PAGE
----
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Rose Water: What It Is and How to Use It

By Cook's Illustrated Published May 2018

Plus how to include it in your next batch of baked goods.

Rose water, a widely used ingredient in Persian, Middle Eastern, and Indian cooking, is, as its name suggests, water infused with the flavor of roses. Traditionally enjoyed in sweets such as cakes, nougat, baklava, rice pudding, and the yogurt drink lassi, rose water is predominantly made with petals from the Damask rose (Rosa x damascena). Featuring an intensely floral aroma and flavor, it's typically used quite sparingly.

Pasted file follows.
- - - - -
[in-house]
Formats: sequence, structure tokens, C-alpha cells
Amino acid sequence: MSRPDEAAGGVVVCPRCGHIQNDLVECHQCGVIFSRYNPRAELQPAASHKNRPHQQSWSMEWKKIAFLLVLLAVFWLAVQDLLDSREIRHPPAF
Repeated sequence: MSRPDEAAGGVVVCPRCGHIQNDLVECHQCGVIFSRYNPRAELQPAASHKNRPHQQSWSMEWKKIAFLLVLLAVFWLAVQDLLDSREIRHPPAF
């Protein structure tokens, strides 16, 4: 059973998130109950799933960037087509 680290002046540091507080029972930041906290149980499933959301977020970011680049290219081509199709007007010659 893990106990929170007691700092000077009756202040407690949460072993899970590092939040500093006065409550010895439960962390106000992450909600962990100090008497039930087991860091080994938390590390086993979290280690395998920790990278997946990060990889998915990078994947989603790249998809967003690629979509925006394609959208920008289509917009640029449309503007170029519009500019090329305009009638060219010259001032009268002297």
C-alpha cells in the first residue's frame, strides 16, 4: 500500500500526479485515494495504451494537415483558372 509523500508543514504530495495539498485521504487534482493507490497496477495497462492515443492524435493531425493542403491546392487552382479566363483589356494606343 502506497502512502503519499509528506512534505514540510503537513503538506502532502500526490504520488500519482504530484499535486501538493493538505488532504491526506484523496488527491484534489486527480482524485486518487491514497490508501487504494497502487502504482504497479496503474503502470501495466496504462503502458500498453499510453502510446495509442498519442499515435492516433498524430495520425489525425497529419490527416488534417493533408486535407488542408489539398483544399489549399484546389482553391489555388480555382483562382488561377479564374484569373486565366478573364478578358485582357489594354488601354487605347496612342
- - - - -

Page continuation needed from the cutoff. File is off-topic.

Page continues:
We substituted an equal amount of rose water for the vanilla in recipes for rice pudding and sugar cookies and found that an even swap delivered a rose flavor that was too intense for most tasters. Using 50 percent of the amount of vanilla called for in the recipe produced a more subtle, pleasant result. That said, if you really love the flavor of rose water, you may want to bump up the amount to 75 percent.